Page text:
Yes, “Thrusting Fist” is a thrust punch, and “Green Dragon Presents Claws” can be a dragon-claw strike. But they are not chi kung exercises. “Thrusting Fist” is a technique, and “Green Dragon Presents Claws” is a pattern. One can use different patterns to implement the technique of “thrusting fist”, such as “Black Tiger Steals Heart” and “Big Boss Offers Wine”. One can also use the same pattern “Green Dragon Presents Claws” to implement different techniques besides that of a dragon-claw strike, such as a “threading” defence or a “piercing” attack.


Baguazhang or Pakua Kungfu is a famous style of internal kungfu. Here is a basic Pakua pattern demonstrated by Sifu Sun Sek Fang taken from "Genuine Transmission of Pakua Kungfu" written by him

Question 5

What is the Buddha's view on suicide?


The Buddha and all Buddhists love life, their own and that of others. Taking away life, even his own, is sinful and brings bad karma. A person who commits suicide is generally reborn in one of the three evil realms of existence, i.e. the realms of hell, of ghosts and of animals. Hence, suicide leads him from a bad life to a worse one.

No matter how bad life has become, one should never consider suicide. If a person is really dirven to such a seemingly hopeless situation, he could renounce everything and become a monk. This is not a good way to become a monk — one should enter monkhood only after much deep consideration and at the prime of his accomplisment, but it is a good alternative to suicide. He can then leave his past and focus on cultivating to elevate his previous bad karma.

Question 6

I would like to comment on your “Complete Book of Zen.” When I bought it, I only wanted to learn a bit of superficial knowledge about Zen. By the time I had finished, I had a sound understanding of Zen Buddhism (not superficial at all) and had been motivated to practice Zen. Your book was simple, direct and effective. Currently I am still cultivating moral purity, before I begin meditation. Thank you for changing my life.


I am glad that my book has been helpful to you. Congratulations for your decision to cultivate moral purity and then meditation. These two types of cultication are the twin pillar of Zen and of all schools of Buddhism. Cultivating moral purity leads to blessings, and cultivating meditation leads to wisdom.


Comnat Application of Pakua Kungfu. Slanting the body backward to avoid a kick or other attack, demonstrated by the Pakua exponent on the right, is a popular defence technique in many styles of kungfu, and this same pattern is known by various names. Here in Pakua Kungfu it is called “Pursue Wind Chase Moon”. In Shaolin Kungfu it is called “Tame a Tiger with a String of Beads”. In Taijiquan it is “Low Stance Single Whip”.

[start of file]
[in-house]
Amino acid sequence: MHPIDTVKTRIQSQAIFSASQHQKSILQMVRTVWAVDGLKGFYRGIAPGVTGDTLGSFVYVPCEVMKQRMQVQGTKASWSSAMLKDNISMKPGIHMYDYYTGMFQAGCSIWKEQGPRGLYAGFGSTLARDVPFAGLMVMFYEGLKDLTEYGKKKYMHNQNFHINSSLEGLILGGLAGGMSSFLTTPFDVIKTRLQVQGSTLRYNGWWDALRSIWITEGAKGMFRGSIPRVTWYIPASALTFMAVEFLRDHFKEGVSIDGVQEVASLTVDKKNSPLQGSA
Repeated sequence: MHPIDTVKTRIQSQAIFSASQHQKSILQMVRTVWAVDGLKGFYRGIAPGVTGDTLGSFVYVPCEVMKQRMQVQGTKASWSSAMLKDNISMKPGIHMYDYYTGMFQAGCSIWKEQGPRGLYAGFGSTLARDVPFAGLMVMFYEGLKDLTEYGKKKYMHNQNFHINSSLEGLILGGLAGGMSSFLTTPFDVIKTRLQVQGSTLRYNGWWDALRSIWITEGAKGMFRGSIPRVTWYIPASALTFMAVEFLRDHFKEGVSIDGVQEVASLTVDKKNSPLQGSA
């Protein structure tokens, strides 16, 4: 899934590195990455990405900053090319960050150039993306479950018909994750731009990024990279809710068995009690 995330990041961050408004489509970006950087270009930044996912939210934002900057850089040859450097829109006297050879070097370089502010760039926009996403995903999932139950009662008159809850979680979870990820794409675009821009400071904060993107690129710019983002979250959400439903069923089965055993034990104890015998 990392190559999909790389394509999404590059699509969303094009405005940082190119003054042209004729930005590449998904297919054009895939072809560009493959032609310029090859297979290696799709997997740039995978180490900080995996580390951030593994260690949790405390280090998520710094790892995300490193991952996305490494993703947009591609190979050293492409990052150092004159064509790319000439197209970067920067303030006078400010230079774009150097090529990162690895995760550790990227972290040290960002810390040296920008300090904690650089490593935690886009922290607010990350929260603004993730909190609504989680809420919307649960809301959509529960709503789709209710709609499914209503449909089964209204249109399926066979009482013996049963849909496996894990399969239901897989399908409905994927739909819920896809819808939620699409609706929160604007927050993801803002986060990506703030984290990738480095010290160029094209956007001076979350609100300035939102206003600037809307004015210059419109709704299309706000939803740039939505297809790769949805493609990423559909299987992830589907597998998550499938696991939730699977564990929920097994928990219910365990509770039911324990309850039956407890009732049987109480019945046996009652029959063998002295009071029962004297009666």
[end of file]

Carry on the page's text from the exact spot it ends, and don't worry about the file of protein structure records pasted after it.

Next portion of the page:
Question 7

Is Pa Tuan Tsin (The Eight Precious Sets of Exercises) the same as Ba Duan Jin or Ba Kua Chang?

— Peter, U.S.A


Pa Tuan Tsin is the same as Ba Duan Jin but different from Ba Kua Chang.

Transcribing Chinese characters into English spelling, or any spelling using the alphabet, poses a few problems.

First there is the problem concerning which of the many Chinese dialects to use. There are more than a hundred dialects in which the Chinses language is spoken! The two most important dialects are Mandarin and Cantonese.

Mandarin, which means the language of court officials, is spoken widely in north China and Taiwan. Interestingly, in China today, Mandarin is called “putonghua”, which means the language of the common people. In Taiwan it is called “guo yi”, which means national language. Most of Taijiquan terms today are translated into English following the Mandarin pronunciation.

Cantonese sounds closer to Chinese spoken in classical and ancient times. Chinese poetry sounds beautifully when read in Cantonese, but out of rhyme when read in Mandarin. Cantonese is spoken in south China, Hong Kong and most overseas Chinese communities, like in the United States, Canada, Britain and Australia. Most Shaolin terms today are translated into English following the Cantonese pronunciation.

After deciding on the sound system to be transcribed, the next problem is to choose the spelling system to transcribe it. The spelling system used in English is meant to transcribe English sounds, which it often does badly. For example, “bus” is not pronounced as /bus/, like the Irish say it, but as /bas/, and “mother” is not pronounced as /mother/ but as /mather/. The English, therefore, should not complain that other people mis-pronounce!